Zantedeschia aethiopica:
a fascinating plant from an interesting family

The naming of
Zantedeschia aethiopica

The Calla lily as it is known in Europe, was brought from Africa a very long time ago, even before the settlement of South Africa by Europeans started in Table Bay with Jan van Riebeeck. It was already found in the Royal garden in Paris in 1664, and may have been sent to France by Simon van der Stel, one of the Dutch governors at the Cape, who sent a number of interesting South African plants to Europe.

Zantedeschia aethiopica, as with most of our plants, was given its scientific name in Europe. After a series of earlier names, this genus name was probably named in homage to Prof Giovanni Zantedeschi, an Italian botanist and doctor, who died in 1846. The species name aethiopica was given by a German botanist, Carl Ludwig Sprenger, a character with an unusually interesting biography. He was born in the year of Zantedeschi's death, and died in 1917 in Corfu, after spending a large part of his life cultivating rare plants in Naples. The name aethiopica is a very generalized descriptor of origin given to some of the earlier South African plants to reach Europe. It can be translated as “coming from an area somewhere down there in Africa, south of the boundaries of the the known world in classical times”, which southern border was Egypt. The naming harks back to an era still then seen as the pinnacle of civilization, classic Greece. In the cognition of classic Greece, everything south of Egypt was bundled with Ethiopia. Yet this name was given, probably, in the late 19th or early 20th Century. It is a very non specific not very descriptive name for a species name, boasting of ancient Greek ignorance in parallel with pretending to ancient Greek learning, shrouding an anonymous locality in veil of aesthetic or scientific 'classical' posturing. I feel this anonymity of the name strongly, coming from the place where the lilies have bloomed for a million years. There is not even a nod to history and thinking outside of Europe in that name Zantedeschia aethiopica, nor to the plant's specific appearance, or fascinating peculiarities.

As with many plants in the then colonies, English common names for our plants are taken from known plants in Europe. The English name so common in South Africa, arum lily, and in England and America the Calla lily, was shifted over from known and similar appearing plants in those regions of the world. Botanically they are both misnomers. Zantedeschia aethiopica is neither an arum of the genus Arum, found in the Mediterranean, nor a lily of the genus Lilium, nor is it a Calla. I will return to these other plants at the end of the article for those who are interested. In Europe it is also known as Lily-Of-The-Nile, White Arum Lily, White Arum, Jack-In-The-Pulpit, Florists Calla, Egyptian Lily, Garden Calla and Trumpet Lily.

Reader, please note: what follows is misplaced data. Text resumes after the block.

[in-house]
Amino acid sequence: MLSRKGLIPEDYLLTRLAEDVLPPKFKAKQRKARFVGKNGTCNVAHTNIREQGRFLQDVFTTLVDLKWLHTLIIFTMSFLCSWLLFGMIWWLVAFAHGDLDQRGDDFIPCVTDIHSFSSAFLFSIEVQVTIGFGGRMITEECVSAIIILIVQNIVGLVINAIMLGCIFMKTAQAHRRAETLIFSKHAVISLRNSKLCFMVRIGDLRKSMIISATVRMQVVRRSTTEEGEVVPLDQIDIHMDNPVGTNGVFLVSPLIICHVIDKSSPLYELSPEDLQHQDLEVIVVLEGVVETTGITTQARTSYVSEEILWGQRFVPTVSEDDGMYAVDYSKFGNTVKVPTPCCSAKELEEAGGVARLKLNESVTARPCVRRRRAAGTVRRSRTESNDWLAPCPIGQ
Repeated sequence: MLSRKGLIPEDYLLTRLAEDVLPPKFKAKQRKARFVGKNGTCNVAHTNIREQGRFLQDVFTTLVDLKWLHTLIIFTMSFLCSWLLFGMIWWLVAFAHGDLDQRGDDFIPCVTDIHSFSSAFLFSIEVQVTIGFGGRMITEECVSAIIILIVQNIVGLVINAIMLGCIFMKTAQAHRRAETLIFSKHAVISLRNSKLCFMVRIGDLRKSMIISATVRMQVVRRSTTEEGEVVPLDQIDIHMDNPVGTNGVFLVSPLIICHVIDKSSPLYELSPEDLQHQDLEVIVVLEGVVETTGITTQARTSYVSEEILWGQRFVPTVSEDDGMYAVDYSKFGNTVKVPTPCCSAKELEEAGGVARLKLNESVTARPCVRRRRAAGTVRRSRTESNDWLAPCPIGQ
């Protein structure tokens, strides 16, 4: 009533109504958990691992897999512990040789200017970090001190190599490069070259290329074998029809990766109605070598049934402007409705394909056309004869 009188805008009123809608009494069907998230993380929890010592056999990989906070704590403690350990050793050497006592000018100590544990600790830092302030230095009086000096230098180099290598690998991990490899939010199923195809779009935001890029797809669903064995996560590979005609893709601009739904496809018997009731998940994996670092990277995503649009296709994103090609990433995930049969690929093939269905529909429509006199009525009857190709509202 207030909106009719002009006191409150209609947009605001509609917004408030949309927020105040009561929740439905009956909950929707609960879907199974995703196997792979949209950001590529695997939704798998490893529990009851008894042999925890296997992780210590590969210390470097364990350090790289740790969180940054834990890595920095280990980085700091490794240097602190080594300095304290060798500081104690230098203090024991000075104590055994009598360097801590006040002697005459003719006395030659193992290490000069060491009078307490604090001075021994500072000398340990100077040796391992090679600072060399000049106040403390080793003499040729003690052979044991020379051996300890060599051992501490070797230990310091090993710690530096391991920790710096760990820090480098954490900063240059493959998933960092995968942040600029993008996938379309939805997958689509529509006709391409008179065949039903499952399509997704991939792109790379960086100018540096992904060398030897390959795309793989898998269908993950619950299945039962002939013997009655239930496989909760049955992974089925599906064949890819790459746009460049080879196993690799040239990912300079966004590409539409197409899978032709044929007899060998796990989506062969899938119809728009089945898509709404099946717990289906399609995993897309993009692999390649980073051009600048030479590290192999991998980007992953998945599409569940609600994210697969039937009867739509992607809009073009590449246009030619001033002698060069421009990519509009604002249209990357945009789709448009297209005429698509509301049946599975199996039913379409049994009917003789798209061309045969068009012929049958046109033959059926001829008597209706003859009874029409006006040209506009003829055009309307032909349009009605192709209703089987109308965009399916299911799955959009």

Naming in local languages

Local names for Zantedeschia aethiopica include: Pig Lily, Varkblom, Varklelie, Varkiesblom, Varkiesblaar, Varkwortel or Varkblaar. All the references to pigs, or vark in Afrikaans, may be due to Zantedeschia ethiopica being the food of wild pigs. But it is so long since there were wild pigs in this region, the actual observation of this happening must have been centuries ago, probably by the hunters that eliminated them. The name ystervarkwortel comes the closest in describing this ecological relationship with root eating animals. It means porcupine root. Porcupines are still common in the Cape metropole.

The Afrikaans term varkoor or witvarkoor can be translated as white pig's ear, and is probably based on the shape of the white spathe surrounding the flower stalk, rather than on it being food for wild pigs.

Our flower names show an earthy unrarified idiom, as you can see in my other articles on the design motifs which touch on flower naming for Gladiolus carinatus, as an example. The Afrikaans name Aronskelk comes the closest to symbolism of a more classic poetic type. It translates as Aaron's chalice. We have no Greek sprites tripping through forest glades and mating with Gods in our Afrikaans botanical nomenclature, nor do we have Italian botanist doctors who collect lilies. Here too naming is based on the known and appreciated world.

The early settlers apparently did not appreciate indigenous culture except in a form most useful to themselves, food, hunting and medicine. Unlike the naming in Europe, the people, and the mythology remain hidden or absent from the naming process, We had enough of our own indigenous botanist doctors, and indigenous supernatural beings to name an army of lilies with unique names, but the Dutch settlers didn't know this wonderful, rich, local story. The naming process is very much a symptom of historical context, and I cannot point fingers, as I'm a part of our history too, but I think one should attempt to describe the hidden processes nonetheless.

The Afrikaans names Hottentotsblare and Hottentotsbrood may refer to its indigenous use as a medicinal poultice and as food. The indigenous people of the Cape were called Hottentots by the Dutch, and the name has persisted for centuries. Blare are leaves and brood is bread in Afrikaans. The early Dutch settlers learned much of their herbalism from the indigenous people and the Afrikaans names for plants often give an indication of their ancient use.

Local indigenous language names I could trace are intebe in isiXhosa, ihlukwe in isiZulu, mothebe in Southern Sotho, Umfana-kamacejane in siSwati and Mhala-Litoe in Sesotho. Not being a speaker, I must delve into dictionaries to find out more about these  indigenous names. This is a difficult task. The living spoken indigenous terms for plants are seldom found on paper, and even less online. I don't hold out much hope for interpreting the other meanings of intebe (isiXhosa) ihlukwe (isiZulu) without going out on a limb.